United States District Court, District of Columbia
April 15, 2015
MARILYN NATIONS, Plaintiff,
UNITED STATES,  Defendant.
TANYA S. CHUTKAN, District Judge.
Plaintiff is the ex-wife of former U.S. Army solider Mario Alexander Aguiar Carneiro ("Carneiro"), who physically and mentally abused her during their marriage. She brings negligence claims against the United States pursuant to the waiver of sovereign immunity in the FTCA, alleging that the Army was negligent in its response to his abuse. The Government has moved to dismiss on a number of grounds, of which the Court addresses only one. For the reasons set forth below, the Courts GRANTS the Government's motion to dismiss for lack of subject matter jurisdiction and dismisses the case with prejudice.
Plaintiff and Carneiro met and were married in Brazil in 2006. (Compl. ¶ 6). Plaintiff sponsored Carneiro for American citizenship, which he received in 2008, after having joined the Army in 2007. (Id. ¶¶ 7-9). Plaintiff returned to Brazil in September 2008. (Id. ¶ 10). During Carneiro's visit to Brazil in July 2009 he "violently assaulted" Plaintiff, an assault which she reported to Brazilian police. (Id. ¶¶ 12-15). Plaintiff also notified two Army officers by telephone of the assault. (Id. ¶ 16). Carneiro learned of the report, found out that he would be dishonorably discharged, and blamed Plaintiff. (Id. ¶¶ 17-18). Over the next approximately two years Plaintiff notified the Army and provided evidence that Carneiro had threatened and harassed her, and had violated a No-Contact Order numerous times. (Id. ¶¶ 19-31). The Army did not charge Carneiro with any wrongdoing ( id. ¶ 21) but discharged him in June 2011. (Id. ¶ 33). At all relevant times, Plaintiff resided in Brazil.
Plaintiff submitted a claim for negligence to the Army in December 2012, alleging that the Army had failed to investigate reports of Carneiro's assaults and threats, failed to enforce No Contact Orders, had destroyed evidence submitted by Plaintiff, and had placed Plaintiff's life in danger by failing to maintain the confidentiality of her reports. (Id. ¶ 34). The Army denied the claim on September 24, 2013 (although Plaintiff did not receive the decision until November 25, 2013). (Id. ¶¶ 35-37). This suit followed.
Plaintiff's suit seeks to bring a negligence claim against the United States pursuant to the waiver of sovereign immunity under the FTCA. (Compl. at 1, 5-6). The FTCA is a limited waiver of the United States' sovereign immunity for certain torts committed by its employees in the scope of their employment. Sosa v. Alvarez-Machain, 542 U.S. 692, 700 (2004). One key exception to this waiver is that no immunity is waived as to "any claim arising in a foreign country." 28 U.S.C. § 2680(k). Defendants argue that this exception prohibits Plaintiff's suit here.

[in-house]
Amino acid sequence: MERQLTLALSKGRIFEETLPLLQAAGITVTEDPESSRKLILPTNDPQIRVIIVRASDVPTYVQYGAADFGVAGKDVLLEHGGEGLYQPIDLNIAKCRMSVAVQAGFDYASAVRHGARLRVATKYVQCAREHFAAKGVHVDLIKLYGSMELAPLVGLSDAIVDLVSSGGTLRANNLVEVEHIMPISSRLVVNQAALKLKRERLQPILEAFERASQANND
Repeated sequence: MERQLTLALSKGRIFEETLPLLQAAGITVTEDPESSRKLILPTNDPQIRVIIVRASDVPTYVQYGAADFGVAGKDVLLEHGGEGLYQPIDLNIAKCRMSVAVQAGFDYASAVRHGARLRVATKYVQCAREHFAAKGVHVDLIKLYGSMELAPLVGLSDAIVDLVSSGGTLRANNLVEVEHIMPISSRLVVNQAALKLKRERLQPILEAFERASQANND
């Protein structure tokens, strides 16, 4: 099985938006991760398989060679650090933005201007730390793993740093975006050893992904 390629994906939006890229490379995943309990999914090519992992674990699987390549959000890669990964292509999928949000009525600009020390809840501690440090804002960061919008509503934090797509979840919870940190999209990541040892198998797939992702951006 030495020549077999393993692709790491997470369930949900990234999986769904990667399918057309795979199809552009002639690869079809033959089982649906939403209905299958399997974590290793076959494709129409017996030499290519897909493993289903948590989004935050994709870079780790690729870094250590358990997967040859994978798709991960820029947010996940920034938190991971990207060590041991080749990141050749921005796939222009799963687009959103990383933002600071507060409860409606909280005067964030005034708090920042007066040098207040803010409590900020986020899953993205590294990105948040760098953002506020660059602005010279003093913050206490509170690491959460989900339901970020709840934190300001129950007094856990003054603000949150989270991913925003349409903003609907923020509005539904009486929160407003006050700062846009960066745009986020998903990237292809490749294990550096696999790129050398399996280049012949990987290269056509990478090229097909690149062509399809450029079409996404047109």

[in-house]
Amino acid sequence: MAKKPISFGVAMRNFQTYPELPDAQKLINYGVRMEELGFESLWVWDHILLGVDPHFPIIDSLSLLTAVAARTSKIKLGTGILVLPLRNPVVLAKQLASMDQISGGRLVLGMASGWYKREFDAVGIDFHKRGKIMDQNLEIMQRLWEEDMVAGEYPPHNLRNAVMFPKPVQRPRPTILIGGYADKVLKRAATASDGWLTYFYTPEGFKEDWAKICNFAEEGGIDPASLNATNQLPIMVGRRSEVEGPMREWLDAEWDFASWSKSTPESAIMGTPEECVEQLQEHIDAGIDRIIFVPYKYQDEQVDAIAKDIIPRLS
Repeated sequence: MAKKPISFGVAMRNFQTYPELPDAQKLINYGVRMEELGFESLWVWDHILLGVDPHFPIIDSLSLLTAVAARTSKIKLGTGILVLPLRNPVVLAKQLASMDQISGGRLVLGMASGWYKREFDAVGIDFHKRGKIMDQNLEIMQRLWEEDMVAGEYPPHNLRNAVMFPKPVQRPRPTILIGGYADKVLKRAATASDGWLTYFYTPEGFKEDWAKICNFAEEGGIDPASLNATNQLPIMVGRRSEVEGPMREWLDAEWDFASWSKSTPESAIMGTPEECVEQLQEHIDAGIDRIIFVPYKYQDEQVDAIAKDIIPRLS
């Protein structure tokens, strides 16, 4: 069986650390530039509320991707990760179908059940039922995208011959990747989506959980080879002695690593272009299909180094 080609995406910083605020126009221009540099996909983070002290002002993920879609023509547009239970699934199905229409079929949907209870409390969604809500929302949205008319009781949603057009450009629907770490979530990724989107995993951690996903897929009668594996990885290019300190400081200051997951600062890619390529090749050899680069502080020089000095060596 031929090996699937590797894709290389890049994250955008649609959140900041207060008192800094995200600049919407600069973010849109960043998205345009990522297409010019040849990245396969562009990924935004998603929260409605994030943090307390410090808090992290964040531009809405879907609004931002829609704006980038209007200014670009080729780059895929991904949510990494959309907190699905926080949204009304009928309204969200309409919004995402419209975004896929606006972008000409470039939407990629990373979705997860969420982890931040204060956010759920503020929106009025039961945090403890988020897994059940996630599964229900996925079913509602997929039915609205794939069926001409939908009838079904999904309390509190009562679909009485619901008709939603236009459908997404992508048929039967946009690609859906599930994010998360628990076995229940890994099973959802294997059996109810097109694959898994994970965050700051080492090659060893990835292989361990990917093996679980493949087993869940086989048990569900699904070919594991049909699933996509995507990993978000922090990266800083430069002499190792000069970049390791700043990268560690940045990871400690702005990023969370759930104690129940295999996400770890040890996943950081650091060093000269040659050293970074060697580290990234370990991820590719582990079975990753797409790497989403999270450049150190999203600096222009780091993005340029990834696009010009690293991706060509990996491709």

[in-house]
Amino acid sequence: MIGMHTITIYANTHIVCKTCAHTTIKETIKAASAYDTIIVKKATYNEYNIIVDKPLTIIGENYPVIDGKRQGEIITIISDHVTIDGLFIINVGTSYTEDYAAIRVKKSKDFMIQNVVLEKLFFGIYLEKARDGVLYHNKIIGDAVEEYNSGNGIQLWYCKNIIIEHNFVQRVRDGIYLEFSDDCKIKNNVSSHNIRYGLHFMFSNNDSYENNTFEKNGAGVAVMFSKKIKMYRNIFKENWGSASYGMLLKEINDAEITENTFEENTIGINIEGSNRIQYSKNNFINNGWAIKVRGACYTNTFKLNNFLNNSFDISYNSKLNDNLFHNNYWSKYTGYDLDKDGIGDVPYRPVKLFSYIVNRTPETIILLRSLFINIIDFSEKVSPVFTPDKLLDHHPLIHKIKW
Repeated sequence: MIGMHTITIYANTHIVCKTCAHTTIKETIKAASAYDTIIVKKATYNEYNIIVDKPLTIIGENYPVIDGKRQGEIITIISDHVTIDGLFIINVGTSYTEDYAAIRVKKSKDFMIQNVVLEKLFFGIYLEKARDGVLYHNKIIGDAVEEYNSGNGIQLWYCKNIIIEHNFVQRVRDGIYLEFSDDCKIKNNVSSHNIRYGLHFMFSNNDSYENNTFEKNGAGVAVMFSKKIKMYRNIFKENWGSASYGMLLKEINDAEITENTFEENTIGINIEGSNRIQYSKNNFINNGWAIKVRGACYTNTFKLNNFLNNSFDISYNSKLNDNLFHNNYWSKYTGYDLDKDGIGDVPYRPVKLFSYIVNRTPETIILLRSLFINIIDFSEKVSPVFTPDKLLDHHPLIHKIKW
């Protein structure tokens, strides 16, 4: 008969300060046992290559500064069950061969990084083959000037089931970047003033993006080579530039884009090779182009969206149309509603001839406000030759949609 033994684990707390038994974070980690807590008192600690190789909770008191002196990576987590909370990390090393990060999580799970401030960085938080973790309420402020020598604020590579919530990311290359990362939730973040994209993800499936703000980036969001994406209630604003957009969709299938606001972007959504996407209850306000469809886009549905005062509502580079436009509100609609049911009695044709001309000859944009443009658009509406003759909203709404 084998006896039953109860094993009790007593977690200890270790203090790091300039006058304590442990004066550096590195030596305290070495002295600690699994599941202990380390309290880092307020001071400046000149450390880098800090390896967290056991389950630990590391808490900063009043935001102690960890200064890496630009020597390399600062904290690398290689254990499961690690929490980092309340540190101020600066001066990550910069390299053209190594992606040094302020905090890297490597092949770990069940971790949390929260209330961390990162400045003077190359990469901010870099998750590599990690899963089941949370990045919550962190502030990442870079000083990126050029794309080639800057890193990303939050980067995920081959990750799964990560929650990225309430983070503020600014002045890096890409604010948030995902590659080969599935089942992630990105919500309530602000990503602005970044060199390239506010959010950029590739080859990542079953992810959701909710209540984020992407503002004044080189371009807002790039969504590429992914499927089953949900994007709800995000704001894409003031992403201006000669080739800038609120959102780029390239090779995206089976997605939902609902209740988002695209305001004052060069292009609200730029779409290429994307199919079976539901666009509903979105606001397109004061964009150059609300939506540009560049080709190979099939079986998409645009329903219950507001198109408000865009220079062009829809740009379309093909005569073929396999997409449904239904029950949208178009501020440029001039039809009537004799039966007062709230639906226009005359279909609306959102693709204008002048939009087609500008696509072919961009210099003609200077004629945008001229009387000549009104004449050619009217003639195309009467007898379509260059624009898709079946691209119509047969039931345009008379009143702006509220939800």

The foreign country exception "bars all claims based on any injury suffered in a foreign country, regardless of where the tortious act or omission occurred." Sosa, 542 U.S. at 712. The Supreme Court's pronouncement in Sosa rejected what had been known as the headquarters doctrine, which permitted a claim under the FTCA for "acts or omissions occurring" in the United States "which have their operative effect in another country." Id. at 701. The Supreme Court made clear that it is the place of injury, not conduct, which controls application of the exception. Gross v. Dev. Alts., Inc., 946 F.Supp.2d 120, 124 (D.D.C. 2013) ("Plaintiffs first suggest that, because USAID's negligent direction and oversight occurred in the United States, the foreign-country exception should not apply.... But that line of reasoning is precisely what Sosa rejected."); see also Garcia v. Sebelius, 867 F.Supp.2d 125, 137 (D.D.C. 2012) vacated in part on other grounds, 919 F.Supp.2d 43 (D.D.C. 2013). Here, all of Plaintiff's injuries were suffered while she was in Brazil, bringing this claim unambiguously within the scope of the foreign country exception.
Because Plaintiff's claim is clearly beyond the scope of the waiver of sovereign immunity found in the FTCA, the Court lacks subject-matter jurisdiction over her claim and it must be dismissed, with prejudice. F.D.I.C. v. Meyer, 510 U.S. 471, 475 (1994) ("Absent a waiver, sovereign immunity shields the Federal Government and its agencies from suit.... Sovereign immunity is jurisdictional in nature"); Al Janko v. Gates, 831 F.Supp.2d 272, 283-84 (D.D.C. 2011) (dismissing with prejudice claims brought under the FTCA for injuries suffered in Guantanamo Bay).
Because the Court lacks subject-matter jurisdiction to hear this case, it is dismissed with prejudice. A corresponding order will issue separately.